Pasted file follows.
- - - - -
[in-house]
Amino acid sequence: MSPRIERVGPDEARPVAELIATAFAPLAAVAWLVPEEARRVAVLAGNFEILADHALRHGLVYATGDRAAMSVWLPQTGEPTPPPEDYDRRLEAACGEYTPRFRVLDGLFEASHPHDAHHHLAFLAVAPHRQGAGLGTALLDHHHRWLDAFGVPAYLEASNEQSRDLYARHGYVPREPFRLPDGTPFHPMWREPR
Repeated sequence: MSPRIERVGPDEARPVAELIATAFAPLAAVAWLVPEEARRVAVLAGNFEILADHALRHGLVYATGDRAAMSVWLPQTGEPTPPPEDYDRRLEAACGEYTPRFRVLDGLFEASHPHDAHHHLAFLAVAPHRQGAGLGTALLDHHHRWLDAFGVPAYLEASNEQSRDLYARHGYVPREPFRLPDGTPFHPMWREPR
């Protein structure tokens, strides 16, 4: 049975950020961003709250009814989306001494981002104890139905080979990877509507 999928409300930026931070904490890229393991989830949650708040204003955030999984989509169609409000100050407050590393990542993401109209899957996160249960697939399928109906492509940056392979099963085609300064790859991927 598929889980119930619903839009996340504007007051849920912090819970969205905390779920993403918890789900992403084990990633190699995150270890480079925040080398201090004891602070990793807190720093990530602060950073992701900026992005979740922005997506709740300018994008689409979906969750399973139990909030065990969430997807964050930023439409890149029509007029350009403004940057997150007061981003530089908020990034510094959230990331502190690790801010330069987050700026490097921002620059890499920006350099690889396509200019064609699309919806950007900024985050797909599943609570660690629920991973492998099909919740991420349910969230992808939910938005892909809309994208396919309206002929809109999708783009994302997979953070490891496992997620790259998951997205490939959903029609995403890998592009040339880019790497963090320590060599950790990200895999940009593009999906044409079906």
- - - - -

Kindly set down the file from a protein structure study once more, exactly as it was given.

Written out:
[in-house]
Amino acid sequence: MSPRIERVGPDEARPVAELIATAFAPLAAVAWLVPEEARRVAVLAGNFEILADHALRHGLVYATGDRAAMSVWLPQTGEPTPPPEDYDRRLEAACGEYTPRFRVLDGLFEASHPHDAHHHLAFLAVAPHRQGAGLGTALLDHHHRWLDAFGVPAYLEASNEQSRDLYARHGYVPREPFRLPDGTPFHPMWREPR
Repeated sequence: MSPRIERVGPDEARPVAELIATAFAPLAAVAWLVPEEARRVAVLAGNFEILADHALRHGLVYATGDRAAMSVWLPQTGEPTPPPEDYDRRLEAACGEYTPRFRVLDGLFEASHPHDAHHHLAFLAVAPHRQGAGLGTALLDHHHRWLDAFGVPAYLEASNEQSRDLYARHGYVPREPFRLPDGTPFHPMWREPR
């Protein structure tokens, strides 16, 4: 049975950020961003709250009814989306001494981002104890139905080979990877509507 999928409300930026931070904490890229393991989830949650708040204003955030999984989509169609409000100050407050590393990542993401109209899957996160249960697939399928109906492509940056392979099963085609300064790859991927 598929889980119930619903839009996340504007007051849920912090819970969205905390779920993403918890789900992403084990990633190699995150270890480079925040080398201090004891602070990793807190720093990530602060950073992701900026992005979740922005997506709740300018994008689409979906969750399973139990909030065990969430997807964050930023439409890149029509007029350009403004940057997150007061981003530089908020990034510094959230990331502190690790801010330069987050700026490097921002620059890499920006350099690889396509200019064609699309919806950007900024985050797909599943609570660690629920991973492998099909919740991420349910969230992808939910938005892909809309994208396919309206002929809109999708783009994302997979953070490891496992997620790259998951997205490939959903029609995403890998592009040339880019790497963090320590060599950790990200895999940009593009999906044409079906």